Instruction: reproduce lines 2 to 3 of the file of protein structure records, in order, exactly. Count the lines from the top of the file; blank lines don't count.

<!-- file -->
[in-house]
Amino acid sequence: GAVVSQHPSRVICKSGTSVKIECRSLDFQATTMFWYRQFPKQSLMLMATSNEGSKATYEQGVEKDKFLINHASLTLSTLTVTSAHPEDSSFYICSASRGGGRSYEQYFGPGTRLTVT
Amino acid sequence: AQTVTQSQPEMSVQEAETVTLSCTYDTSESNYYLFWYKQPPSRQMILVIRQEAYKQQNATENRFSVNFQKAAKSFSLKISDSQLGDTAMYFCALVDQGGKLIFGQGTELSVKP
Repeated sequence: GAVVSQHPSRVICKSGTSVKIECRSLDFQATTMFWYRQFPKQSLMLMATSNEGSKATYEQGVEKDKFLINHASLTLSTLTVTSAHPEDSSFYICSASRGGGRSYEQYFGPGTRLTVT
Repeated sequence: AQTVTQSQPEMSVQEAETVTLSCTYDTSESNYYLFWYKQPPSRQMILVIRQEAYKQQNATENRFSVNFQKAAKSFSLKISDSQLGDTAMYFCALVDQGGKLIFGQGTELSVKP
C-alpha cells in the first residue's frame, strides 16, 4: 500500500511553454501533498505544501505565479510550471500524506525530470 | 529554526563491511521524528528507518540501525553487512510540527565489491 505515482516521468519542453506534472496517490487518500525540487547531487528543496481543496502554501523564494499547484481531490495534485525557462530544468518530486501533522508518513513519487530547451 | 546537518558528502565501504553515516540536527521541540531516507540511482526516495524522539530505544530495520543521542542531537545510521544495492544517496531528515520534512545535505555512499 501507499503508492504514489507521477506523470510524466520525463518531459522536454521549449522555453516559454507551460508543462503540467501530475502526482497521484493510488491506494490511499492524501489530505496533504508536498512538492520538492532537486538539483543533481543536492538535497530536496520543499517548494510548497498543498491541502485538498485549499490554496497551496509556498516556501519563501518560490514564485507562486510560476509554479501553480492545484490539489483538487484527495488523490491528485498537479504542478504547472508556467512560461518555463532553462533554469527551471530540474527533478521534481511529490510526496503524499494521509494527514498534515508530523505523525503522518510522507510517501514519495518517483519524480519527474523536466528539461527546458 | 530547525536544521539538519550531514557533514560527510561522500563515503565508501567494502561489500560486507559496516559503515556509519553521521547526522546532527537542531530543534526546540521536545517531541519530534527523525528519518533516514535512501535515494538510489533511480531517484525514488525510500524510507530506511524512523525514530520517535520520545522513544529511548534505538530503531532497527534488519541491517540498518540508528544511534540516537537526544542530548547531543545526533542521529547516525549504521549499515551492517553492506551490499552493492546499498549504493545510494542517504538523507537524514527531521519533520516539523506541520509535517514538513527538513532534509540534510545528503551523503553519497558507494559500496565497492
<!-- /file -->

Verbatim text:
Amino acid sequence: GAVVSQHPSRVICKSGTSVKIECRSLDFQATTMFWYRQFPKQSLMLMATSNEGSKATYEQGVEKDKFLINHASLTLSTLTVTSAHPEDSSFYICSASRGGGRSYEQYFGPGTRLTVT
Amino acid sequence: AQTVTQSQPEMSVQEAETVTLSCTYDTSESNYYLFWYKQPPSRQMILVIRQEAYKQQNATENRFSVNFQKAAKSFSLKISDSQLGDTAMYFCALVDQGGKLIFGQGTELSVKP